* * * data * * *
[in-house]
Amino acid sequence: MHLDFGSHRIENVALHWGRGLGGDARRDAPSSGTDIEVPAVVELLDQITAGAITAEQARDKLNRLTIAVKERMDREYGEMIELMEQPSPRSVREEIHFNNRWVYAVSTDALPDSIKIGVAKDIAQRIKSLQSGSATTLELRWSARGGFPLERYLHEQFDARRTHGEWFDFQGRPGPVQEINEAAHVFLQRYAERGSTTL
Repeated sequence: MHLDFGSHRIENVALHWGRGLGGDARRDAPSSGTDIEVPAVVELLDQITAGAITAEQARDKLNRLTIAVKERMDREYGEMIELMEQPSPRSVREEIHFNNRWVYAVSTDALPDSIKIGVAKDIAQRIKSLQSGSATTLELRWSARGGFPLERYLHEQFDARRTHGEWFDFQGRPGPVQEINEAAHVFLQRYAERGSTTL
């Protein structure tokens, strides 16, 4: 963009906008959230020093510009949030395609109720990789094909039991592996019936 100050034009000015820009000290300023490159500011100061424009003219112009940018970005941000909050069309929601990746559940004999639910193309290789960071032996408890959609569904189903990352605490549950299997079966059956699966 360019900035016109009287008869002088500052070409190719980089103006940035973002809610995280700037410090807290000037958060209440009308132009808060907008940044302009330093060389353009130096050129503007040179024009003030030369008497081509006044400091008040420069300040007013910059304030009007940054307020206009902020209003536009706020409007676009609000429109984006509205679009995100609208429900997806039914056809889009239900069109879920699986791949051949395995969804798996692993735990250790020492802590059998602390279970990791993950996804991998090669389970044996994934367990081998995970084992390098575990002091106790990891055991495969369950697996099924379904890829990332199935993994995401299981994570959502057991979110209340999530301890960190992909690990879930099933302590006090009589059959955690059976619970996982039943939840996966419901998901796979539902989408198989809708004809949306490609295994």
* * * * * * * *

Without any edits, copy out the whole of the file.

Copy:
[in-house]
Amino acid sequence: MHLDFGSHRIENVALHWGRGLGGDARRDAPSSGTDIEVPAVVELLDQITAGAITAEQARDKLNRLTIAVKERMDREYGEMIELMEQPSPRSVREEIHFNNRWVYAVSTDALPDSIKIGVAKDIAQRIKSLQSGSATTLELRWSARGGFPLERYLHEQFDARRTHGEWFDFQGRPGPVQEINEAAHVFLQRYAERGSTTL
Repeated sequence: MHLDFGSHRIENVALHWGRGLGGDARRDAPSSGTDIEVPAVVELLDQITAGAITAEQARDKLNRLTIAVKERMDREYGEMIELMEQPSPRSVREEIHFNNRWVYAVSTDALPDSIKIGVAKDIAQRIKSLQSGSATTLELRWSARGGFPLERYLHEQFDARRTHGEWFDFQGRPGPVQEINEAAHVFLQRYAERGSTTL
């Protein structure tokens, strides 16, 4: 963009906008959230020093510009949030395609109720990789094909039991592996019936 100050034009000015820009000290300023490159500011100061424009003219112009940018970005941000909050069309929601990746559940004999639910193309290789960071032996408890959609569904189903990352605490549950299997079966059956699966 360019900035016109009287008869002088500052070409190719980089103006940035973002809610995280700037410090807290000037958060209440009308132009808060907008940044302009330093060389353009130096050129503007040179024009003030030369008497081509006044400091008040420069300040007013910059304030009007940054307020206009902020209003536009706020409007676009609000429109984006509205679009995100609208429900997806039914056809889009239900069109879920699986791949051949395995969804798996692993735990250790020492802590059998602390279970990791993950996804991998090669389970044996994934367990081998995970084992390098575990002091106790990891055991495969369950697996099924379904890829990332199935993994995401299981994570959502057991979110209340999530301890960190992909690990879930099933302590006090009589059959955690059976619970996982039943939840996966419901998901796979539902989408198989809708004809949306490609295994």